On a side note, that night there was a screening at Melnitz Hall – UCLA was great about inviting directors to talk about their latest movie before its release. That particular night, the guest director was Martin Ritt. In one of those 6-degrees-of-separation coincidences, I recently became FB friends with his daughter, Martina. LA can be a small, small world.
I’ve written elsewhere about how right UCLA was for me (link) but I knew little more than its four initials when I applied. For all I knew, it could’ve been located in the dregs of downtown LA. (Except then it would’ve been called USC. Whoops, my snark is showing.)
My parents were equally ill-informed – their now-void plan had been to send me to a Lutheran college where I’d meet and marry a guy at least half-Scandinavian. To their credit, they hid their disappointment well and didn’t try to change my mind.
Consequently, on Friday after Thanksgiving in 1968, my parents and I left my sisters in Santa Clara and drove to LA. It wasn’t often I spent significant time with them without my sisters as buffer. It was exhilarating to reclaim their undivided attention but also unnerving. Too much focus on me risked revealing defects I sought to hide, especially from them. Based on the most formative experience, which took place when I was two years and two days old, imperfections – the failure to entertain, for example – were cause for replacement. Either one of my younger sisters – both less flawed than me – could easily take my place.
It wouldn’t be the first time. They’d done it before and could do it again.
Click this link to view family photo albums illustrating the inner torment of a highly sensitive recently displaced first-born child. You’re not being disloyal to Janet or Joyce. They signed off on my weird obsession decades ago. I’ll add new photos and captions in the near future.
CD was four, going on five, at the time of this entry. I thought he’d be mesmerized by the dinosaur bones but his attention span splintered in a million different directions. In my efforts to be a perfect mother and raise a perfect child, I exposed CD to as many cultural experiences as I could find – and there’s a lot of them in LA. In addition to museums, I took him to profound films which we discussed on the drive home. I signed him up for sports and science classes at the local YMCA and sent him to Lutheran school to be grounded in religion.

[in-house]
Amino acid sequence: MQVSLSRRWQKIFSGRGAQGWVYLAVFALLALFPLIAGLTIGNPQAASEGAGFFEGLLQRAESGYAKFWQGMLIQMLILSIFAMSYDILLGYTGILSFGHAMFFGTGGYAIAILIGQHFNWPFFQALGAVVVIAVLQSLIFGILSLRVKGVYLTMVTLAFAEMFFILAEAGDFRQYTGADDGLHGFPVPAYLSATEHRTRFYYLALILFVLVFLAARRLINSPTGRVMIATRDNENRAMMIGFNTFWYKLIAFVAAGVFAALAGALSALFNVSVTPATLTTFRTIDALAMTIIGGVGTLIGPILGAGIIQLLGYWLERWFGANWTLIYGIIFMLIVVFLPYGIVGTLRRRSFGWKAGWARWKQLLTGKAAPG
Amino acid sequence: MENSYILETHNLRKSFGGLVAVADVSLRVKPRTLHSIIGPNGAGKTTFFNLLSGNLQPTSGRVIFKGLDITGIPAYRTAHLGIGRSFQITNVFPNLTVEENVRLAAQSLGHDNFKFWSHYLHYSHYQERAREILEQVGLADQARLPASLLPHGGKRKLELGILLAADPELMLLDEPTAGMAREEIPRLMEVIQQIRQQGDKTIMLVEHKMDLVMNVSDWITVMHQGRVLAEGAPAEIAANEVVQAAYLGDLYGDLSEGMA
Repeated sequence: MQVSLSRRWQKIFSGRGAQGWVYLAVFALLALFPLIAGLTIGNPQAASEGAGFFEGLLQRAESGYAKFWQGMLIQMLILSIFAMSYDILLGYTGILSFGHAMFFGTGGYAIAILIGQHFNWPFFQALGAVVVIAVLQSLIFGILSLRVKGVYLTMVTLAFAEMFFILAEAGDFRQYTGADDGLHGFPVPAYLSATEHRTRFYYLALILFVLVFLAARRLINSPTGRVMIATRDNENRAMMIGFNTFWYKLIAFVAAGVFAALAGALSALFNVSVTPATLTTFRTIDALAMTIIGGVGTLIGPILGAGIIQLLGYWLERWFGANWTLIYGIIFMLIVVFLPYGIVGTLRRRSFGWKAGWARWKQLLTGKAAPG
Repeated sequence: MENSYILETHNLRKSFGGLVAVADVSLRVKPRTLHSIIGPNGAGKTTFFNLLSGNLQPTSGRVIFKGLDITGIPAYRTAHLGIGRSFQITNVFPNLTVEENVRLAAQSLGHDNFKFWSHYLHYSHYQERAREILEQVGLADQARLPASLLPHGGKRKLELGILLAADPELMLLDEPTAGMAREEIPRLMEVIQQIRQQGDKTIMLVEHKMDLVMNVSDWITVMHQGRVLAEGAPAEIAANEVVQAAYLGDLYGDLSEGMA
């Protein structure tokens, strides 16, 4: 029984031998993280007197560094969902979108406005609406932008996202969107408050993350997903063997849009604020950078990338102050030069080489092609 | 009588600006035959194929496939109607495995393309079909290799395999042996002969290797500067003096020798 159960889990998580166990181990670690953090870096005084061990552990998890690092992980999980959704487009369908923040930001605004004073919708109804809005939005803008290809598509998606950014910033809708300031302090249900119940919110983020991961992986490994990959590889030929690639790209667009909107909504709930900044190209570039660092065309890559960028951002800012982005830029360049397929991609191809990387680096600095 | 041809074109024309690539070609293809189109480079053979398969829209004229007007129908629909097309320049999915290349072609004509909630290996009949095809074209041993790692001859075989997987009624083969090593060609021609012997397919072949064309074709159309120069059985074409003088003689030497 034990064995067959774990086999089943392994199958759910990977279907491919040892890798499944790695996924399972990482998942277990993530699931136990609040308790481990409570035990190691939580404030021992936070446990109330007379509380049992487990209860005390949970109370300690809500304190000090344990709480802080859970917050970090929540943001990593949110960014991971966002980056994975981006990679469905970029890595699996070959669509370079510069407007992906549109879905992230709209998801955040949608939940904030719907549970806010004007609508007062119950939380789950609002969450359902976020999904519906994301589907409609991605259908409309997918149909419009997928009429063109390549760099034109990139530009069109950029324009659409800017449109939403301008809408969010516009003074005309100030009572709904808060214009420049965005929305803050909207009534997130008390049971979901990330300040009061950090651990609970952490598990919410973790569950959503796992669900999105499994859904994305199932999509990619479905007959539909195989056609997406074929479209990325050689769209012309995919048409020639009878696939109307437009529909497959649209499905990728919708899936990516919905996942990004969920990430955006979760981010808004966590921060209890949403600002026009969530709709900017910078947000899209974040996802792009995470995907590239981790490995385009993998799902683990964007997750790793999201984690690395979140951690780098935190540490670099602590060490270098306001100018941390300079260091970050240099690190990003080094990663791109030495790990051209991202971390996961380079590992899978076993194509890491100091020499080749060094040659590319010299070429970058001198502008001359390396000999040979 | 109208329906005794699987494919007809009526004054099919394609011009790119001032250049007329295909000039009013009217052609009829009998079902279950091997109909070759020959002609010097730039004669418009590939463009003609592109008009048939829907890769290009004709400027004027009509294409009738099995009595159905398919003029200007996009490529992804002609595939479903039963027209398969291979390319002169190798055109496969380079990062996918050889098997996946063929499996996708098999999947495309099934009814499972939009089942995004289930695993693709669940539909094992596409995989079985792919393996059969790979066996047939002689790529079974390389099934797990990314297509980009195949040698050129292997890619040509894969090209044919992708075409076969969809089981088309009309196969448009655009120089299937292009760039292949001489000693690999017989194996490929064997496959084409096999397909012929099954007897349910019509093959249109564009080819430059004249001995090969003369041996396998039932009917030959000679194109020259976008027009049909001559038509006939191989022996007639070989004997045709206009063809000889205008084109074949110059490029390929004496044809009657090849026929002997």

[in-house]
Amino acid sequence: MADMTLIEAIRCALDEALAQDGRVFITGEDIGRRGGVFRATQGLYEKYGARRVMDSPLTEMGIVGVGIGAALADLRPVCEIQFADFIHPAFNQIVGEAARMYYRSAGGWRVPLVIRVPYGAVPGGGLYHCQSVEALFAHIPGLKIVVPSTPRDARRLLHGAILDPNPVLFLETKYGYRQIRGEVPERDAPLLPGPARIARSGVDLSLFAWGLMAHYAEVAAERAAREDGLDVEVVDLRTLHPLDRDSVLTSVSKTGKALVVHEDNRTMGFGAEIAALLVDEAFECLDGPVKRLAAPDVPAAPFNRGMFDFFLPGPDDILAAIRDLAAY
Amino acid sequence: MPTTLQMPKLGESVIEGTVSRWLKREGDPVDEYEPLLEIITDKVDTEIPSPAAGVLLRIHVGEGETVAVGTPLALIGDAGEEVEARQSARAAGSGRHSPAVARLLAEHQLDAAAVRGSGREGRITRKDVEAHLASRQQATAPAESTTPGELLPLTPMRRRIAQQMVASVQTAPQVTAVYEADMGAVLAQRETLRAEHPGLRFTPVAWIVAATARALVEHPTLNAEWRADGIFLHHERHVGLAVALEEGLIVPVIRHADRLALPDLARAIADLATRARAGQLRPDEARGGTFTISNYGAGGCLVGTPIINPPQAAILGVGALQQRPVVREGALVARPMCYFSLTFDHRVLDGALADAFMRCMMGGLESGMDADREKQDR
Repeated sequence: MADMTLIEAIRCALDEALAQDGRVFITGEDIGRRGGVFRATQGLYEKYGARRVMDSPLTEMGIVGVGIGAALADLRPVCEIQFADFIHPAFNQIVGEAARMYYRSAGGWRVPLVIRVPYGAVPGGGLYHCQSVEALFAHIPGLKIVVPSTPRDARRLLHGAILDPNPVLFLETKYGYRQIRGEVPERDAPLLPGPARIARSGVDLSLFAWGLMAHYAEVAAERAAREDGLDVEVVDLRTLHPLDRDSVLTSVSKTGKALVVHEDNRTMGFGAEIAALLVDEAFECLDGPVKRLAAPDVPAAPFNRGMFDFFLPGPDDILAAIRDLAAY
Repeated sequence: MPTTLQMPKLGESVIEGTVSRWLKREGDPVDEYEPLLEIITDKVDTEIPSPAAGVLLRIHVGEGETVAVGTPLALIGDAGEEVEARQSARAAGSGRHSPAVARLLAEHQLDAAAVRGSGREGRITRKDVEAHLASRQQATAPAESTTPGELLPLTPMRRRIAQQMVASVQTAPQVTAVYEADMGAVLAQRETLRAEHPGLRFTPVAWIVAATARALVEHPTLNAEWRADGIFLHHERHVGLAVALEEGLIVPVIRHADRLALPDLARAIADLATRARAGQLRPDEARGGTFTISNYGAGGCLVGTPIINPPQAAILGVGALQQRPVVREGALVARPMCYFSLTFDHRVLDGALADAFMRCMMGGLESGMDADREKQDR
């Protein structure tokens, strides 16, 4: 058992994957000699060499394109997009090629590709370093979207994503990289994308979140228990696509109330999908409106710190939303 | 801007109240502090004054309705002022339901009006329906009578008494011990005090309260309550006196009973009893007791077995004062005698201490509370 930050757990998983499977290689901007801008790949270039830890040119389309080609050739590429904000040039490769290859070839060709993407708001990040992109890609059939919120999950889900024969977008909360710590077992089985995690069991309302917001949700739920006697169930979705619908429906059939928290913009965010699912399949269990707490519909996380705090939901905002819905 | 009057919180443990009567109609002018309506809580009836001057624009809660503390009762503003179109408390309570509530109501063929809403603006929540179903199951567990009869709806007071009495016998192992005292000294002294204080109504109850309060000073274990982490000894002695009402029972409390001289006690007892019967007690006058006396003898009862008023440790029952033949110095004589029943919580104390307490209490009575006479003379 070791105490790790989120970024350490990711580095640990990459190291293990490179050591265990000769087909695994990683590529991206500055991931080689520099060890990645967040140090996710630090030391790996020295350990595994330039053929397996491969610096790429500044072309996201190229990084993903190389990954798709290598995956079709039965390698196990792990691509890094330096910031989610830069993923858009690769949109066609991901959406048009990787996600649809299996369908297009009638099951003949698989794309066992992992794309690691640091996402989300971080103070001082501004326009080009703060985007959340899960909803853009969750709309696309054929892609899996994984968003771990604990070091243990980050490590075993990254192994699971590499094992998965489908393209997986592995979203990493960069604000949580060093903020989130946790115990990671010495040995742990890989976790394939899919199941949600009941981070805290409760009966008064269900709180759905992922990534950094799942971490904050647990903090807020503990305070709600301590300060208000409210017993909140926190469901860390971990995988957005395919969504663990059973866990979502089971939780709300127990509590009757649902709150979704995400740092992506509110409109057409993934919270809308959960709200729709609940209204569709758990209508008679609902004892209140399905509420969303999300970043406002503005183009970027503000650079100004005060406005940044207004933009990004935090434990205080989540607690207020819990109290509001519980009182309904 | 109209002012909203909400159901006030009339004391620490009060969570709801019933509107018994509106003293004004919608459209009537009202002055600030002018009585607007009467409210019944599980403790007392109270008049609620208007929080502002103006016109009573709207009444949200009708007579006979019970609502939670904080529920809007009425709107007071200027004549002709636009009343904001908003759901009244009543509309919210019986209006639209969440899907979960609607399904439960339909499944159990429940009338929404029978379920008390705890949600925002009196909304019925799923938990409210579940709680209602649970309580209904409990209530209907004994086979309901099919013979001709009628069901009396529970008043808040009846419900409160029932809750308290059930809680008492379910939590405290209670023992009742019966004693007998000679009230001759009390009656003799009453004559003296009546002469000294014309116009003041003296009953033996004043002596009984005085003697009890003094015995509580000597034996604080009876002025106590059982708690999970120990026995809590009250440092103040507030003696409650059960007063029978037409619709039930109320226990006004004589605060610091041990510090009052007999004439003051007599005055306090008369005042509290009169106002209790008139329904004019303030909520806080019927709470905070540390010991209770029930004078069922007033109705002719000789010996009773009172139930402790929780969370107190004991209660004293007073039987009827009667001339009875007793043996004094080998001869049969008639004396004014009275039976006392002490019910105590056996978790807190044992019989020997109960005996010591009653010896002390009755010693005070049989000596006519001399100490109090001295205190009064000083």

Unlike me, J worked 40-60 hours per week, so he wasn’t available 24/7 for our cultural outings. In these cases, I recruited one of our friends – usually without children (because those with children couldn’t be suckered into this stuff) to stand in.
This was my one and only visit to the La Brea Tar Pits in my nearly 50 years in LA. I’m not a dinosaur afficianado – I think that tends to be a guy thing – but it was fascinating. Who would’ve guessed one of the world’s most famous fossil localities – displaying Ice Age fossils including saber-toothed cats, dire wolves and mammoths – can be found on Miracle Mile in Los Angeles? The Carnation restaurant (product placement, anyone?) used to be within walking distance but – like so many other LA institutions – it’s gone the way of the dinosaur, replaced by trendier restaurants and food trucks.
They’ve excavated significant new material since my visit 36 years ago. Maybe this time I’ll drag J along with me.
When this was written, J and I had been married four years and CD was two, going on three. Looking back, I can’t help wondering if my assessment of J’s restlessness wasn’t pure projection – I was just as edgy and impatient, I just didn’t cop to it. Our role models were better at this than we were. My parents routinely spent similar Sunday afternoons with me and my sisters and if they wanted to be somewhere else, they didn’t show it.
Why weren’t J and I better at this when it was our turn to parent? Arguably, we were too young to be married with a child. While that excuse only goes so far, maturity did play a part. I’d enjoy lazy afternoons like the one described above more today than I did then.